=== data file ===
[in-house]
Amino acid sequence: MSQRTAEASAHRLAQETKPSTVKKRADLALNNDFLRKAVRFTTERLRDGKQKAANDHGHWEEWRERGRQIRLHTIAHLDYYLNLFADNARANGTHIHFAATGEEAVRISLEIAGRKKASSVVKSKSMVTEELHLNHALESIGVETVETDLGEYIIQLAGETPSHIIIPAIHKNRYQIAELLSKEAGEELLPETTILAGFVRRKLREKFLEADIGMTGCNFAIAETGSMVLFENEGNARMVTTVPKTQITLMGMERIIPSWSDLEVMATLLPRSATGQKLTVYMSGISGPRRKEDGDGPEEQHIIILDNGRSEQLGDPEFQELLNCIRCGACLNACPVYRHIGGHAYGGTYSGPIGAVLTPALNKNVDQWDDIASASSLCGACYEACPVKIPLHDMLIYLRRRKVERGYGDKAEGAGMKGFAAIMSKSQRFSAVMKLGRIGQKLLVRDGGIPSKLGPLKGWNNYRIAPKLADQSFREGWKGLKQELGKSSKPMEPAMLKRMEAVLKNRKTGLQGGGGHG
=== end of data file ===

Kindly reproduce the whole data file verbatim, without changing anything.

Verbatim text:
[in-house]
Amino acid sequence: MSQRTAEASAHRLAQETKPSTVKKRADLALNNDFLRKAVRFTTERLRDGKQKAANDHGHWEEWRERGRQIRLHTIAHLDYYLNLFADNARANGTHIHFAATGEEAVRISLEIAGRKKASSVVKSKSMVTEELHLNHALESIGVETVETDLGEYIIQLAGETPSHIIIPAIHKNRYQIAELLSKEAGEELLPETTILAGFVRRKLREKFLEADIGMTGCNFAIAETGSMVLFENEGNARMVTTVPKTQITLMGMERIIPSWSDLEVMATLLPRSATGQKLTVYMSGISGPRRKEDGDGPEEQHIIILDNGRSEQLGDPEFQELLNCIRCGACLNACPVYRHIGGHAYGGTYSGPIGAVLTPALNKNVDQWDDIASASSLCGACYEACPVKIPLHDMLIYLRRRKVERGYGDKAEGAGMKGFAAIMSKSQRFSAVMKLGRIGQKLLVRDGGIPSKLGPLKGWNNYRIAPKLADQSFREGWKGLKQELGKSSKPMEPAMLKRMEAVLKNRKTGLQGGGGHG